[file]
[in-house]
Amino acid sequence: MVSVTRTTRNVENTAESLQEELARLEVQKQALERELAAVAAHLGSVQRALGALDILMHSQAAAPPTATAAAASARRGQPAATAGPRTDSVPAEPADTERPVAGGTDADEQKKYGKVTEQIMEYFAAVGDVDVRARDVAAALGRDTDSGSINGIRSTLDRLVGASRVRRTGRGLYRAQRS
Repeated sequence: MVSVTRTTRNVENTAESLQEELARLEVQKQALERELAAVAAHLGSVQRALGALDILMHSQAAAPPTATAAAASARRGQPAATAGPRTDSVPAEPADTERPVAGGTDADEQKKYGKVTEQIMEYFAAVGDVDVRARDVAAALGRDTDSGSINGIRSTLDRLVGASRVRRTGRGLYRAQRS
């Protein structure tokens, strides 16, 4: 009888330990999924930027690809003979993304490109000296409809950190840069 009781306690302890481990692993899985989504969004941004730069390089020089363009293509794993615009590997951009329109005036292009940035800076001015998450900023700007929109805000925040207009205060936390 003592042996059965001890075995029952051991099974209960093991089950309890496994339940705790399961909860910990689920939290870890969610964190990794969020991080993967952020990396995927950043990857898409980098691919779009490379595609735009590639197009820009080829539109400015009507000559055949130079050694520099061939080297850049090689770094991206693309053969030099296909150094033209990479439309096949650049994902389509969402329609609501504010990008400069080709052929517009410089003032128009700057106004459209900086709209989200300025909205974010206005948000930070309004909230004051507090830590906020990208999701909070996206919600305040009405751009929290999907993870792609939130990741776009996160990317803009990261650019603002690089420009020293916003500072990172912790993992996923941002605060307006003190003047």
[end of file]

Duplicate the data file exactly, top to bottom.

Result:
[in-house]
Amino acid sequence: MVSVTRTTRNVENTAESLQEELARLEVQKQALERELAAVAAHLGSVQRALGALDILMHSQAAAPPTATAAAASARRGQPAATAGPRTDSVPAEPADTERPVAGGTDADEQKKYGKVTEQIMEYFAAVGDVDVRARDVAAALGRDTDSGSINGIRSTLDRLVGASRVRRTGRGLYRAQRS
Repeated sequence: MVSVTRTTRNVENTAESLQEELARLEVQKQALERELAAVAAHLGSVQRALGALDILMHSQAAAPPTATAAAASARRGQPAATAGPRTDSVPAEPADTERPVAGGTDADEQKKYGKVTEQIMEYFAAVGDVDVRARDVAAALGRDTDSGSINGIRSTLDRLVGASRVRRTGRGLYRAQRS
């Protein structure tokens, strides 16, 4: 009888330990999924930027690809003979993304490109000296409809950190840069 009781306690302890481990692993899985989504969004941004730069390089020089363009293509794993615009590997951009329109005036292009940035800076001015998450900023700007929109805000925040207009205060936390 003592042996059965001890075995029952051991099974209960093991089950309890496994339940705790399961909860910990689920939290870890969610964190990794969020991080993967952020990396995927950043990857898409980098691919779009490379595609735009590639197009820009080829539109400015009507000559055949130079050694520099061939080297850049090689770094991206693309053969030099296909150094033209990479439309096949650049994902389509969402329609609501504010990008400069080709052929517009410089003032128009700057106004459209900086709209989200300025909205974010206005948000930070309004909230004051507090830590906020990208999701909070996206919600305040009405751009929290999907993870792609939130990741776009996160990317803009990261650019603002690089420009020293916003500072990172912790993992996923941002605060307006003190003047």